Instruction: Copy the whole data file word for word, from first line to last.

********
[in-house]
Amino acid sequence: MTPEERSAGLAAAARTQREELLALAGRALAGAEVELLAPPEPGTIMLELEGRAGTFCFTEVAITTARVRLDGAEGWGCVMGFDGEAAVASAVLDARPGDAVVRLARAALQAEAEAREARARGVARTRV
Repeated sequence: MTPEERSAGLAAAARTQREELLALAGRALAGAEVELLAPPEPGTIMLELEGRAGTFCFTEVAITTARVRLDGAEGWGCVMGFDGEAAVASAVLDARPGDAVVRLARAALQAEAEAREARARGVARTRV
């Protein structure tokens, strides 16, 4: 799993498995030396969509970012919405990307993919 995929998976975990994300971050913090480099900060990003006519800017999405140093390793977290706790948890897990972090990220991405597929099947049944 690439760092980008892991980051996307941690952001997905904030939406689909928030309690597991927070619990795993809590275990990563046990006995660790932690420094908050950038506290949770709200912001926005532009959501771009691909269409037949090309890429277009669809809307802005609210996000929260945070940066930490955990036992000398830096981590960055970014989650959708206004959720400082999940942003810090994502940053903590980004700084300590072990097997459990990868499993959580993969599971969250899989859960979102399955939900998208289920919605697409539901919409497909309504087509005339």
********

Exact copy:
[in-house]
Amino acid sequence: MTPEERSAGLAAAARTQREELLALAGRALAGAEVELLAPPEPGTIMLELEGRAGTFCFTEVAITTARVRLDGAEGWGCVMGFDGEAAVASAVLDARPGDAVVRLARAALQAEAEAREARARGVARTRV
Repeated sequence: MTPEERSAGLAAAARTQREELLALAGRALAGAEVELLAPPEPGTIMLELEGRAGTFCFTEVAITTARVRLDGAEGWGCVMGFDGEAAVASAVLDARPGDAVVRLARAALQAEAEAREARARGVARTRV
């Protein structure tokens, strides 16, 4: 799993498995030396969509970012919405990307993919 995929998976975990994300971050913090480099900060990003006519800017999405140093390793977290706790948890897990972090990220991405597929099947049944 690439760092980008892991980051996307941690952001997905904030939406689909928030309690597991927070619990795993809590275990990563046990006995660790932690420094908050950038506290949770709200912001926005532009959501771009691909269409037949090309890429277009669809809307802005609210996000929260945070940066930490955990036992000398830096981590960055970014989650959708206004959720400082999940942003810090994502940053903590980004700084300590072990097997459990990868499993959580993969599971969250899989859960979102399955939900998208289920919605697409539901919409497909309504087509005339």